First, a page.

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Serial giver Kyrie Irving donates to West African school and orphanage

The oft-criticized point guard has given to an astounding number of people and causes during his career
Serial giver Kyrie Irving donates to West African school and orphanage
Kyrie Irving (Photo credit: Jackie Brown /

The nasty narrative surrounding, if not engulfing, NBA superstar Kyrie Irving rarely includes the fact that he has given millions of dollars of his own money to a multiplicity of causes and people over the years.

Well, serial philanthropist Irving has struck again.

The Dallas Morning News received confirmation from the Mavericks organization that the spectacular but controversial point guard has given $45K to help build a classroom in a Nigerian slum and a school in Ghana.

The man who is spearheading the fundraiser, University of Miami graduate Cameron Mofid, was pleasantly shocked to learn that his modest GoFundMe goal of a $1K startup was raised exponentially after Irving gifted his campaign.

“I actually thought it was a mistake or a scam, like spam mail,” Mofid told The Dallas Morning News on Monday. Not long thereafter, Mofid learned that the donation was legit.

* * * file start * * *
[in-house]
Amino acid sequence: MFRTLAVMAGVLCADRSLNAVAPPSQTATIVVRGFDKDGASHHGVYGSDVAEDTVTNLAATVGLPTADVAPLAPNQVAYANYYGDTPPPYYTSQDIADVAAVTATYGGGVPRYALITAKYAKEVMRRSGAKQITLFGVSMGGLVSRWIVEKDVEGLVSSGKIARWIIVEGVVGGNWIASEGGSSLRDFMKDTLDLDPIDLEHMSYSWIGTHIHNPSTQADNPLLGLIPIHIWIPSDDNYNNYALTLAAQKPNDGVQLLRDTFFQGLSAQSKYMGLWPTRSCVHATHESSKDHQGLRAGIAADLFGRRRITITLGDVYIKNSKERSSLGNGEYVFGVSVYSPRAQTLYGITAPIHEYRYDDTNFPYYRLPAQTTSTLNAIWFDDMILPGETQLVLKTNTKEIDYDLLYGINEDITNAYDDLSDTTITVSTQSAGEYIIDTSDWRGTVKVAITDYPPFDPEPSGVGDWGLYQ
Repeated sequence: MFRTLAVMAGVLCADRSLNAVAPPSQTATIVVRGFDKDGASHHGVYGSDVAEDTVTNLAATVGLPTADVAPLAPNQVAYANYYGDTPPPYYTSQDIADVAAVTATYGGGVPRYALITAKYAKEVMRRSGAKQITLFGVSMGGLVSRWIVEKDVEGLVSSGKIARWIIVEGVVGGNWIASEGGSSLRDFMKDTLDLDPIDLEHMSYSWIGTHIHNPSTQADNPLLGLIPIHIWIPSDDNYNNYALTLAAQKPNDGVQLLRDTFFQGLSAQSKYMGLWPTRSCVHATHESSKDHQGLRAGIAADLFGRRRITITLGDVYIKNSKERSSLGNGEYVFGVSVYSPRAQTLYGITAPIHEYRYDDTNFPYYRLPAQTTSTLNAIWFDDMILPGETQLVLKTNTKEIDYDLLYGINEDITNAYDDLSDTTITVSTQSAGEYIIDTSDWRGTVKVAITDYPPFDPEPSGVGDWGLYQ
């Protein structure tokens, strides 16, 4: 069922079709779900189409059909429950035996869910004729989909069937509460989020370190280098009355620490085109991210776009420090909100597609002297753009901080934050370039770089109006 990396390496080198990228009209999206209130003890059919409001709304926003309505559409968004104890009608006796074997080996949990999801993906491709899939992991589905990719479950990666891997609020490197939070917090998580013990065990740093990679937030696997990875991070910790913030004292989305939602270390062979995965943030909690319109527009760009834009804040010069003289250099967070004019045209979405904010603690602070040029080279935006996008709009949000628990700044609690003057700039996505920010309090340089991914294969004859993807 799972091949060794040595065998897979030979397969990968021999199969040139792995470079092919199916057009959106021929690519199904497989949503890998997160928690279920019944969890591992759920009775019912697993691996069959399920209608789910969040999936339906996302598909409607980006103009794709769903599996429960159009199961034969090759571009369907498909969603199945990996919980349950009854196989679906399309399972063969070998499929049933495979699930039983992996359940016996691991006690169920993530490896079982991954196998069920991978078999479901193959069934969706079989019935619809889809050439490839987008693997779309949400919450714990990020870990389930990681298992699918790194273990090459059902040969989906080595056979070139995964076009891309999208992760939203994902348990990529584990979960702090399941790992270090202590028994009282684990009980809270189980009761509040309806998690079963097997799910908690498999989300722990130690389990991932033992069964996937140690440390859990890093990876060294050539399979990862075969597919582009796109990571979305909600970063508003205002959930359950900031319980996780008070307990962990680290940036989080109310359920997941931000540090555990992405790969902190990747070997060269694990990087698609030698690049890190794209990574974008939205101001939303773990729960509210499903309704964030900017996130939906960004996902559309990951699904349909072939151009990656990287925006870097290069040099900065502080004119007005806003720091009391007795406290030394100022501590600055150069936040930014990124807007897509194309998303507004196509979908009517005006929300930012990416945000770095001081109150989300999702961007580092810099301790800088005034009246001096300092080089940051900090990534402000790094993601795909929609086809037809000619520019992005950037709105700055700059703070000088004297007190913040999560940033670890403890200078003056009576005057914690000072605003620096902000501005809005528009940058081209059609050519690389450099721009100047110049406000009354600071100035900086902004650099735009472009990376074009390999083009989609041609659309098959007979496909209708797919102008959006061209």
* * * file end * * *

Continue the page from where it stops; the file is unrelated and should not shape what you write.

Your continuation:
“That’s when I went into a state of shock,” Mofid said.

“It’s really amazing,” Mofid added. “His donation single-handedly will build the entire orphanage in Ghana. It will buy a water tank for the kids in Nigeria. They live in a village with little access to clean drinking water. And so we’ll be able to buy a water tank; we’ll be able to buy shoes for all the kids. And books.

“And we will build a new basketball court in [Irving’s] honor.”

The disadvantaged Nigerians are thanking Irving profusely, with the kids and teachers crafting thank-you videos and photos for Irving. 

During the NBA All-Star Weekend in Salt Lake City, Irving explained his philosophy of philanthropy.

“The philanthropic things I’m most excited about is continuing my GoFundMe of just dropping onto people’s pages and just helping out humanity as best I can. The purpose here on Earth is bigger than me, so I have to selflessly pursue things that may not interest everyone else,” Irving told the newspaper. 

“I just love to be there because people were there for me. I grew up with a large family and village that helped me every step of the way, all walks of life, and whenever I had questions, they would be there to answer, and they taught me how to really selflessly serve a community.”

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